Previous versions of C<perldla> used the variable C<$PERLDL::PREPROCESS>.
This will still work but should be avoided. Please change your scripts
to use the C<preproc_add> etc functions.

The following code would check for a call to function 'mysub'
and bracket arguments with qw.

  $filter = preproc_add sub {
     my $str = shift;
     $str =~ s/^\s+//;  # Strip leading space
     if ($str =~ /^mysub/) {
        my ($command, $arguments) = split(/\s+/,$str, 2);
        $str = "$command qw( $arguments )" 
        if (defined $arguments && $arguments !~ /^qw/);
     # Return the input string, modified as required
     return $str;

This would convert:

  pdla> mysub arg1 arg2


  pdla> mysub qw( arg1 arg2 )

which Perl will understand as a list.  Obviously, a little more effort
is required to check for cases where the caller has supplied a normal
list (and so does not require automatic quoting) or variable
interpolation is required.

You can remove this preprocessor using the C<preproc_del> function
which takes one argument (the filter to be removed, it must be the
same coderef that was returned from a previous C<preproc_add> call):

  pdla> preproc_del $filter;

An example of actual usage can be found in the C<perldla> script. Look
at the function C<trans> to see how the niceslicing preprocessor is

=head2 C<perldla> and L<PDLA::NiceSlice|PDLA::NiceSlice>

L<PDLA::NiceSlice|PDLA::NiceSlice> introduces a more convenient
slicing syntax for piddles. In current versions of C<perldla> and
C<pdla2> niceslicing is enabled by default (if the required CPAN
modules are installed on your machine).

At startup C<perldla> will let you
know if niceslicing is enabled. The startup message will contain
info to this end, something like this:

   perlDL shell v1.XX
    PDLA comes with ABSOLUTELY NO WARRANTY. For details, see the file
    'COPYING' in the PDLA distribution. This is free software and you
    are welcome to redistribute it under certain conditions, see
    the same file for details.
   ReadLines, NiceSlice  enabled
   Reading /home/csoelle/.perldlrc...
   Type 'demo' for online demos
   Loaded PDLA v2.XX

When you get such a message that indicates C<NiceSlice> is enabled
you can use the enhanced slicing syntax:

  pdla> $x = sequence 10;
  pdla> p $x(3:8:2)

For details consult L<PDLA::NiceSlice>.

L<PDLA::NiceSlice|PDLA::NiceSlice> installs a filter in the
preprocessing pipeline (see above) to enable the enhanced slicing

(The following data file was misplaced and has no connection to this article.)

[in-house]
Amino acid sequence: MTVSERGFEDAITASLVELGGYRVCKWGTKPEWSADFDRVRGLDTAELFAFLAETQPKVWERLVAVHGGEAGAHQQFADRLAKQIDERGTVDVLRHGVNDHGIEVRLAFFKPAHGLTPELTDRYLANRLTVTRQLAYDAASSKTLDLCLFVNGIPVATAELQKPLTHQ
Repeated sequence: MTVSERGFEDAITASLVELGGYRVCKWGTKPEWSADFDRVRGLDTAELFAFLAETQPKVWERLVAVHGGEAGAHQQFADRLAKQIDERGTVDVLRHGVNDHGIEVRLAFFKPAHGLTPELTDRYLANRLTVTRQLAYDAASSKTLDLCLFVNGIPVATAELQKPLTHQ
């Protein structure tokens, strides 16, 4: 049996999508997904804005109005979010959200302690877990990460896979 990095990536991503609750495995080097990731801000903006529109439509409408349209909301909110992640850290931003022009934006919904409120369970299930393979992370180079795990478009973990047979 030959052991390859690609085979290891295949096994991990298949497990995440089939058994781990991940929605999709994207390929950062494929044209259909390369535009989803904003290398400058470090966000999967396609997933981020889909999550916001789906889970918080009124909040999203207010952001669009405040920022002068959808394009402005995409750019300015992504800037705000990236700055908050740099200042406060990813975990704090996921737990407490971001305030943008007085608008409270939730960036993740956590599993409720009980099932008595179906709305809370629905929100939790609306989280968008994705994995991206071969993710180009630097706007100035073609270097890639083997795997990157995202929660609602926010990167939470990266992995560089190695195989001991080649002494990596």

syntax. You can use a few commands in the C<perldla> shell to
switch this preprocessing on or off and also explicitly check
the substitutions that the NiceSlice filter makes.

You can switch the L<PDLA::NiceSlice|PDLA::NiceSlice> filter on and off
by typing

  pdla> trans # switch niceslicing on


  pdla> notrans # switch niceslicing off

respectively. The filter is on by default.

To see how your commands are translated
switch reporting on:

  pdla> report 1;
  pdla> p $x(3:8:2)
  processed p $x->nslice([3,8,2])
  [3 5 7]

Similarly, switch reporting off as needed

  pdla> report 0;
  pdla>  p $x(3:8:2)
  [3 5 7]

Reporting is off by default.

=head2 Automatically execute your own hooks

The variable @PERLDL::AUTO is a simple list of perl code strings
and/or code reference. It is used to define code to be
executed automatically every time the user enters a new line.

A simple example would be to print the time of each command:

  pdla> push @PERLDL::AUTO,'print scalar(gmtime),"\n"'
  pdla> print zeroes(3,3)
  Sun May  3 04:49:05 1998
   [0 0 0]
   [0 0 0]
   [0 0 0]
  pdla> print "Boo"
  Sun May  3 04:49:18 1998

Or to make sure any changes in the file 'local.perldlrc' are
always picked up :-

  pdla> push @PERLDL::AUTO,"do 'local.perldlrc'"

This code can of course be put *in* 'local.perldlrc', but
be careful :-) [Hint: add C<unless ($started++)> to above
to ensure it only gets done once!]

Another example application is as a hook for Autoloaders
(e.g. PDLA::AutoLoader) to add code too which allows them to
automatically re-scan their files for changes. This is
extremely convenient at the interactive command line. Since
this hook is only in the shell it imposes no inefficiency on
PDLA scripts.

Finally note this is a very powerful facility - which means
it should be used with caution!